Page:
1977 Cotillion Records SD 9918
Free And Happy 5:20
I Believe In Music 6:46
Being Here 6:20
We Love You 0:40
Keep My Heart Together 3:58
Cosmic Lust 5:53
People Get Up 5:43
Bass – Kevin Douglas
Drums – Ricardo Williams
Keyboards – Tyrone Williams
Lead Guitar – Rodney Phelps
Lead Vocals – Larry Marshall , Tiny Kelly
Percussion – Emanual Redding
Rhythm Guitar – Coy Bryant
Saxophone – Gregory McCoy
Trumpet – Otis Drumgole
Producer – Ed A. Ellerbe
Engineer – Dave Whitman, Michael Frondelli
Design [Logo] – Gerard Huerta
Mastered By – Dennis King
Photography By – Anthony Loew
Art Direction – Abie Sussman
Produced for Pepper Productions
Recorded & mixed at Electric Lady Studios, New York
Mastered at Atlantic Studios, New York, N.Y.
Manufactured by Atlantic Recording Corporation
Vinyl; Pro-Ject RM-5SE with Audio Tecnica AT440-MLa cartridge; Speedbox power supply; Creek Audio OBH-15; M-Audio Audiophile 192 Soundcard ; Adobe Audition at 32-bit float 96khz; clicks and pops removed manually with Adobe Audition 3.0; resampled using iZotope RX 2 Advanced SRC and dithered with MBIT+ for 16-bit. Converted to FLAC in either Trader’s Little Helper or dBPoweramp. Tags done with Foobar 2000 and Tag and Rename.
I know I am badly overdue for some Brazilian posts, but I feel a responsibility to write stuff and give half-informed commentary on those, and I’ve been just barely treading water in real life and unable to give the kind of TLC that the blog deserves. So I’m opting to post one or two things that are just good fun while I catch up on work. I don’t know why I’m worried about making sloppy half-assed posts of Brazilian music, since the Olympic committee doesn’t seem too stressed about things like preparing rooms for the athletes or non-toxic shit-free water, but let’s not get off track here. Except that I will take the opportunity to say, if any Olympians are reading this, I have a friend with a kitchenette to rent out in Rio, right in the Copa a few blocks from the train. He’s a really great guy. Gymnists are preferred, not because of any fetish or anything, but because y’all are small and he can fit more of you in there. Just call +55 21 2224-4607 and ask for Eduardo.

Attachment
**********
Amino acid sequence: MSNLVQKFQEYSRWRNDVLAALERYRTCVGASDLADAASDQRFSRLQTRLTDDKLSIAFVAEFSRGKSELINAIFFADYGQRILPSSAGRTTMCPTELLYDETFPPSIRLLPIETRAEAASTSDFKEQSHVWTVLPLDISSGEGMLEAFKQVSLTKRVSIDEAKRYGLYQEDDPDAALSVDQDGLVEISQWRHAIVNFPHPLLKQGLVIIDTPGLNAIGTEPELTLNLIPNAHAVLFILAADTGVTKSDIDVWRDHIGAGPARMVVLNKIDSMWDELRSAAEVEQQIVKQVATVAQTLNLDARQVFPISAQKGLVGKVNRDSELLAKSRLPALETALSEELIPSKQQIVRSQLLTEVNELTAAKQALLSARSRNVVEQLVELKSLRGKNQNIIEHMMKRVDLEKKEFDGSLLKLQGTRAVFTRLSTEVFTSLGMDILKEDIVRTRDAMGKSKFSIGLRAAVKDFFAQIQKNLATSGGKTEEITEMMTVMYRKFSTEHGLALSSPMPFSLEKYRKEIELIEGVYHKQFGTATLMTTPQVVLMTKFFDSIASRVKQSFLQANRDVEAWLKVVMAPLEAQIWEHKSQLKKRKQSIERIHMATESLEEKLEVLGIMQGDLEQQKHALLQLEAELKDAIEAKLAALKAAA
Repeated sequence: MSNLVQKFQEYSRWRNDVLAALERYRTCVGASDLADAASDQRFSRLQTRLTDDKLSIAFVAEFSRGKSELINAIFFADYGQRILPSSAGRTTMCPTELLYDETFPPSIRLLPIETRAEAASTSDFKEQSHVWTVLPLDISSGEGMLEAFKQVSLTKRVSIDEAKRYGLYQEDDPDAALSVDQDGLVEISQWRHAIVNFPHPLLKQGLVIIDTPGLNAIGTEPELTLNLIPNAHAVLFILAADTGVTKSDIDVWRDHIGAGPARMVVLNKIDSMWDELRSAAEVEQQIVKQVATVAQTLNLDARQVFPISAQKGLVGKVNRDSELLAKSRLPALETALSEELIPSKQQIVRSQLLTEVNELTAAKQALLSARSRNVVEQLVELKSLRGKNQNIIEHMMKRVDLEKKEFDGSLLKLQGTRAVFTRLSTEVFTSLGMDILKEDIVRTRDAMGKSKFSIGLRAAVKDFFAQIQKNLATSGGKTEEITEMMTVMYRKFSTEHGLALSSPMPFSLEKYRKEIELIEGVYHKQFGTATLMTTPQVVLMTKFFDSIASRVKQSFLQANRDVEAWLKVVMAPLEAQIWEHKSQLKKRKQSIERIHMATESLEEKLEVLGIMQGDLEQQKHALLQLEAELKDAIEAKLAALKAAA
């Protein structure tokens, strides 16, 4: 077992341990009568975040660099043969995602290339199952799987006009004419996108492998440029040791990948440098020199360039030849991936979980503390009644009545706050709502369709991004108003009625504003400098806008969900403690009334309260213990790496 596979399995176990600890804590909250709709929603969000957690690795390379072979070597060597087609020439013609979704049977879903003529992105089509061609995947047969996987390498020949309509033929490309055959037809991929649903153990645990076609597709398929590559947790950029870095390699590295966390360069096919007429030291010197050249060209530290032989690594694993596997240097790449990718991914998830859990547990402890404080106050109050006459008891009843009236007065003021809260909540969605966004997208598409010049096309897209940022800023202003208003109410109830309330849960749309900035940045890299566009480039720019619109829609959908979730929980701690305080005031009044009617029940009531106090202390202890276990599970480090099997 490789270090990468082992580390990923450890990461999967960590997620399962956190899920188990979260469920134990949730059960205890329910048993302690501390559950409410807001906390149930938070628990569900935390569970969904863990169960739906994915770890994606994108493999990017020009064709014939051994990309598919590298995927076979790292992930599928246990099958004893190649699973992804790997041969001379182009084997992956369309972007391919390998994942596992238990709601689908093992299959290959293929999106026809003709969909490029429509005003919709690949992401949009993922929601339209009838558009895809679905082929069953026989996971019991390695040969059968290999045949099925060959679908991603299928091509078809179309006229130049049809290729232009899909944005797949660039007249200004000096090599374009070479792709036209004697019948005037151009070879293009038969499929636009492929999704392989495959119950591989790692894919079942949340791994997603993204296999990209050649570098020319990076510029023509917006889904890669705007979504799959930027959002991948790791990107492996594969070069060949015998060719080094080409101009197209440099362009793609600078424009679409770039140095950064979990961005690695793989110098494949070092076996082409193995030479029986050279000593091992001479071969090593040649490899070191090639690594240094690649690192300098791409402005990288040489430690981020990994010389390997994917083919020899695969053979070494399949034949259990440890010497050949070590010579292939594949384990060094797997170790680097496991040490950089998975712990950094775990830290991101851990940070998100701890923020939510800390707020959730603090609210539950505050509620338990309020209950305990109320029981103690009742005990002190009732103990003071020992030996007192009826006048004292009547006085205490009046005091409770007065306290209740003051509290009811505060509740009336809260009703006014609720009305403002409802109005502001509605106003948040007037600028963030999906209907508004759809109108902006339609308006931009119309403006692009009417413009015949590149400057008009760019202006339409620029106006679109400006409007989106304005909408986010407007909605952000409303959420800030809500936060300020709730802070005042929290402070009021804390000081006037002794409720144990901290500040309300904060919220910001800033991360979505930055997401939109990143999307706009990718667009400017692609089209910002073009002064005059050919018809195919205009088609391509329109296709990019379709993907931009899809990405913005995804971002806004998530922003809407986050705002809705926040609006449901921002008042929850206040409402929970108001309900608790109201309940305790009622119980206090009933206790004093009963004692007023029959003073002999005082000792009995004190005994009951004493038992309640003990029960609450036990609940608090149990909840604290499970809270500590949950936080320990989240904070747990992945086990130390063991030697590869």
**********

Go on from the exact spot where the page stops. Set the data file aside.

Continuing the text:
Now on to this record from this ten-piece band from Virginia. Any “disco sucks” people who stumbled on this blog can just click through this and move on, unless of course you are willing to open your mind and trust me that this record will neither turn you gay nor black (the root fear of most disco-phobia). Mass Production was also a solid funk and soul outfit but they had their own approach to rescuing dance music from the blahs, and that was to show ’em how it’s really done. A couple of these cuts are unarguably disco, and they jam so much you’ll want to call them Smuckers. I don’t know if maybe its the difference between a band playing a disco groove, and a bunch of session musicians assembled by a producer, but I like it. On this record Mass Production reminds me of Gary Tom’s Empire on the upbeat cuts and maybe Frankie Beverly & Maze on the mid-tempo material (their Firecracker-era stuff often gets compared to Brass Construction). Singer Tiny Kelly adds a nice touch, especially to “Being There”, salvaging a schmaltzy ballad with genuine feeling (“long as you’re here/nothing matters” is wonderfully succinct). She’s no Minnie Ripperton, and tends to go off pitch when reaching for some of the high notes, but in this age of Auto-tuned everything, this imperfection is actually kind of refreshing. Note: I’m referring to the original use of the Auto-tune plug-in, and not the modulated effect that sounds like a malfunctioning Vocoder that was on every modern R&B song for a while. The actual purpose of Auto-tune was to correct the pitch of vocalists in the studio, to greater or lesser degrees depending on their skill and on just how sterile and slick a production was desired. I’m only some anonymous voice on a blog, but to my ears, when literally everything sounds “perfect” all the time, I find myself profoundly bored in about two minutes flat. So, bring on the slightly sharp or flat high notes, Tiny Kelly, and remind me that you are all living and breathing humans making these glorious sounds. I can handle it.